David Cameron Warned To Stop 'Pandering To Ukip Prejudices' And Soften Tone On Immigration Threat


David Cameron has been accused of "pandering to prejudice, uncertainty and anger" as he responds to the threat posed by UKIP.

The prime minister is championing "negative, uninspiring" politics in response to immigration fears, Conservative modernisers have said, as they urged the Tory leader to tone down his harsh language on immigration and welfare claimants, arguing it is alienating voters.

David Cameron has been urged to soften his tone

Ryan Shorthouse, the head of the Bright Blue thinktank, has said that the Conservatives cannot "outdo Ukip" and has called for a “more balanced” Tory message that does not stigmatise immigrants or benefit claimants.

The think tank – whose advisory board includes Theresa May, the Home Secretary, Maria Miller, the Culture Secretary and Francis Maude, the Cabinet Office Minister – has raised deep concerns regarding the Tory leader's change of stance in the wake of the rise in popularity of Ukip, arguing the harsh tone is damaging the party.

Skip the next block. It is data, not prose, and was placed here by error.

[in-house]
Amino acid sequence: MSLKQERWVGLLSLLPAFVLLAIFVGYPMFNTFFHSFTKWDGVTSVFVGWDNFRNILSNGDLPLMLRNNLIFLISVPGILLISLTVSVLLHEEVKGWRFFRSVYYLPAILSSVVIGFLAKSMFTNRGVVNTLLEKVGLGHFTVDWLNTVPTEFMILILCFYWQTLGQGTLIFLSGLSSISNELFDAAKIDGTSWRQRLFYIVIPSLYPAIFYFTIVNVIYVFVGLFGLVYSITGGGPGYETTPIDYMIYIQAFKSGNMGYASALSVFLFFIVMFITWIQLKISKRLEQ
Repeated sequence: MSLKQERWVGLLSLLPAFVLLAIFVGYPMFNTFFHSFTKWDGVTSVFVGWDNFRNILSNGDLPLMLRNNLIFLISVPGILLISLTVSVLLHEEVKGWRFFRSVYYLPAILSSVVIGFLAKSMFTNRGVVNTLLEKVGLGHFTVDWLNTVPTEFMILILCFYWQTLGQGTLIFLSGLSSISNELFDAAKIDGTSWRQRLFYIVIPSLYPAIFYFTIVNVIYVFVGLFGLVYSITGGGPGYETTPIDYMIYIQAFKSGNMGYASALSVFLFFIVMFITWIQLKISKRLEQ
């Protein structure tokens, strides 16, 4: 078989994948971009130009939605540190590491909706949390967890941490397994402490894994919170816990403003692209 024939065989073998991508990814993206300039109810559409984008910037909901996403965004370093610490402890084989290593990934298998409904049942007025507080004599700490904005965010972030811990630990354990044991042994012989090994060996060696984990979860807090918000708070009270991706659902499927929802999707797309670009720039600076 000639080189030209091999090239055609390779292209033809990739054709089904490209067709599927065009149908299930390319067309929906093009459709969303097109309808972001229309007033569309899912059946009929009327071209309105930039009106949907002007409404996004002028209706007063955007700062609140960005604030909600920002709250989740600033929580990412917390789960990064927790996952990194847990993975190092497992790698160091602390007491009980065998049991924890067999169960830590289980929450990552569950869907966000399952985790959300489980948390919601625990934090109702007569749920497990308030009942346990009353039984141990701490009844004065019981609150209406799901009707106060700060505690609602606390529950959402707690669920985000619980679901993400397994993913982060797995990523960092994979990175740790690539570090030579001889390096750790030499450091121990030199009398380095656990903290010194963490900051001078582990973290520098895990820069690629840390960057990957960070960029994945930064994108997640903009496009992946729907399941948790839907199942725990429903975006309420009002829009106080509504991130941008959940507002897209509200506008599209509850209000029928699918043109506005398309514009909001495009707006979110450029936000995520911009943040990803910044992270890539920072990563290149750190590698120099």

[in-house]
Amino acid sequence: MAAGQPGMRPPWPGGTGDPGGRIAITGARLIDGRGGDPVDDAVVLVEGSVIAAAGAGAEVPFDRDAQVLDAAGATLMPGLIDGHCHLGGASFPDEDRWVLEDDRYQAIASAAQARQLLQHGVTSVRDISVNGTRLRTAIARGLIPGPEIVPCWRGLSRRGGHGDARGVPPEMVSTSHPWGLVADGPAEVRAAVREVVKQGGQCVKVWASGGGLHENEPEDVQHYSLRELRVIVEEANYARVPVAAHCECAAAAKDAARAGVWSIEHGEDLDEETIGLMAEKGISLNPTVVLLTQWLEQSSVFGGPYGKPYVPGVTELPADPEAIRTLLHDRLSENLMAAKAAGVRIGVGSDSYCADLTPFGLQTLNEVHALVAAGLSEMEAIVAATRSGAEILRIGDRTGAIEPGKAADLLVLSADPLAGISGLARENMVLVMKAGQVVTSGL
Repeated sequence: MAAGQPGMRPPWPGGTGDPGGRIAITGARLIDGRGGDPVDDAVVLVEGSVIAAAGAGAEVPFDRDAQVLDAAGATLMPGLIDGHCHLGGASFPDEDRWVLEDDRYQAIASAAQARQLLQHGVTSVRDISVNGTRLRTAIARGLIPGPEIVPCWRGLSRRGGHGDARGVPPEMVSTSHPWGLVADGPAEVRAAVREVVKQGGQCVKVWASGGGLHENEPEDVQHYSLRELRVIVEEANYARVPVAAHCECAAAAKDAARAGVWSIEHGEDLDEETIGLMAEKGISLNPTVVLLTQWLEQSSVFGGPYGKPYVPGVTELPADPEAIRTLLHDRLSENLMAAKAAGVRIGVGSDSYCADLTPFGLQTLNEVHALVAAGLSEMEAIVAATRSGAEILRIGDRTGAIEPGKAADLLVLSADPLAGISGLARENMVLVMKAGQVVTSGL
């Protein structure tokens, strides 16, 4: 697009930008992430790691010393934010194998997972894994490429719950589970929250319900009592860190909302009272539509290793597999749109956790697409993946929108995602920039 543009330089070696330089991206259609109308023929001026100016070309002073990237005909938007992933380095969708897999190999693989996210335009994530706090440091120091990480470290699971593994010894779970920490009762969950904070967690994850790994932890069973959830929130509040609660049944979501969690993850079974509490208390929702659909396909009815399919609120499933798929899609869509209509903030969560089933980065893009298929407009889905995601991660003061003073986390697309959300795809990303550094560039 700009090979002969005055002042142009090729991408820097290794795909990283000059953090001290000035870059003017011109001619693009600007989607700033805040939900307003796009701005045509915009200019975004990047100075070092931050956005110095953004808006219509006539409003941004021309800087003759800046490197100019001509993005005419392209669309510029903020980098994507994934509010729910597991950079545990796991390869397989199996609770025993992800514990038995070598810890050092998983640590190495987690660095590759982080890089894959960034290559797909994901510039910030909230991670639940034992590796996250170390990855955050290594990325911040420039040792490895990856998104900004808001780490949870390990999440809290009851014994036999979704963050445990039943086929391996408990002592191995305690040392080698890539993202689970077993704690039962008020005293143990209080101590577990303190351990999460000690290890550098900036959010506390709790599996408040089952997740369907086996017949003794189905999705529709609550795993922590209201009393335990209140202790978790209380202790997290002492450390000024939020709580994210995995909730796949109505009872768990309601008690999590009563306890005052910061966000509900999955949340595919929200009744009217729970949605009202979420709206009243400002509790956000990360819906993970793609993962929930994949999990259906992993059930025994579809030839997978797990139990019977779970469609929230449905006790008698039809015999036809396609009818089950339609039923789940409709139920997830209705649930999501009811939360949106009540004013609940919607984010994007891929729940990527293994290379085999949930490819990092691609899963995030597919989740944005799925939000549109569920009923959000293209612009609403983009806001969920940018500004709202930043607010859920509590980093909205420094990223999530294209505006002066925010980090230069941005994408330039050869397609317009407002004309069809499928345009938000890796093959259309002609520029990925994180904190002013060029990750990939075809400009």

"At the moment, the messaging is quite negative and uninspiring – it's not enough to win voters and gain momentum," Mr Shorthouse said.

We need to be more inspiring and bigger picture than that and we need a positive vision, not just pandering to prejudice and uncertainty and anger."

The warning follows the Prime Minister pushing through dramatic curbs on EU migrants claiming benefits and George Osborne indicating a further £12bn of welfare cuts after the 2015 election.

Writing for The Independent’s website, Mr Shorthouse said: “Conservatism should always get behind and reward those working hard to succeed in life, trying to break into the labour market, the housing market and the world of business.

"This includes the overwhelming majority of immigrants and those on benefits.”

Bright Blue will publish a "liberal Conservative manifesto" in April, to ensure there is a more "balanced, moderate message" from the Conservatives.

The group will call for an increase in the minimum wage and a focus on schools, childcare and dementia – wide-ranging issues that matter to the general public.

"It's time to capture that optimism and openmindedness again," Shorthouse said.

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